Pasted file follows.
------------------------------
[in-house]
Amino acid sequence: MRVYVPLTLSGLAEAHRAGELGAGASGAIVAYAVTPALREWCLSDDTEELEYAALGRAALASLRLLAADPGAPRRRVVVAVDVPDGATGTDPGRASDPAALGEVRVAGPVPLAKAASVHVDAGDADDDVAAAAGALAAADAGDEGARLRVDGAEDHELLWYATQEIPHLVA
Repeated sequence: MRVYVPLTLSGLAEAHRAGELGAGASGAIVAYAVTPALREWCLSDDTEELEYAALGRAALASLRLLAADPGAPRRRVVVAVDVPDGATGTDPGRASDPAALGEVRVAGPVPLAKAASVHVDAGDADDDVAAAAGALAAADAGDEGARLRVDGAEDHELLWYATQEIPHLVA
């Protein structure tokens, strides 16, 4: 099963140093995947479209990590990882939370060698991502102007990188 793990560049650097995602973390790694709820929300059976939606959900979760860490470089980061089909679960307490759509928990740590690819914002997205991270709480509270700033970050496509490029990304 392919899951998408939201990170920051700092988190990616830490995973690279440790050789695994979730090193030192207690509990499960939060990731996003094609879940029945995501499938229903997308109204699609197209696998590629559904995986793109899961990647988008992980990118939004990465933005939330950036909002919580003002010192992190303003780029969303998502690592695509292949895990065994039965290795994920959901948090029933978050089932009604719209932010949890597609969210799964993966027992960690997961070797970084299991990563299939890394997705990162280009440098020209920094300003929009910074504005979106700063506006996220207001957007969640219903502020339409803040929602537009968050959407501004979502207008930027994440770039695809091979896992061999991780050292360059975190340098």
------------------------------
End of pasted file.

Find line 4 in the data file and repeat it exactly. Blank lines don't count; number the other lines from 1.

């Protein structure tokens, strides 16, 4: 099963140093995947479209990590990882939370060698991502102007990188 793990560049650097995602973390790694709820929300059976939606959900979760860490470089980061089909679960307490759509928990740590690819914002997205991270709480509270700033970050496509490029990304 392919899951998408939201990170920051700092988190990616830490995973690279440790050789695994979730090193030192207690509990499960939060990731996003094609879940029945995501499938229903997308109204699609197209696998590629559904995986793109899961990647988008992980990118939004990465933005939330950036909002919580003002010192992190303003780029969303998502690592695509292949895990065994039965290795994920959901948090029933978050089932009604719209932010949890597609969210799964993966027992960690997961070797970084299991990563299939890394997705990162280009440098020209920094300003929009910074504005979106700063506006996220207001957007969640219903502020339409803040929602537009968050959407501004979502207008930027994440770039695809091979896992061999991780050292360059975190340098």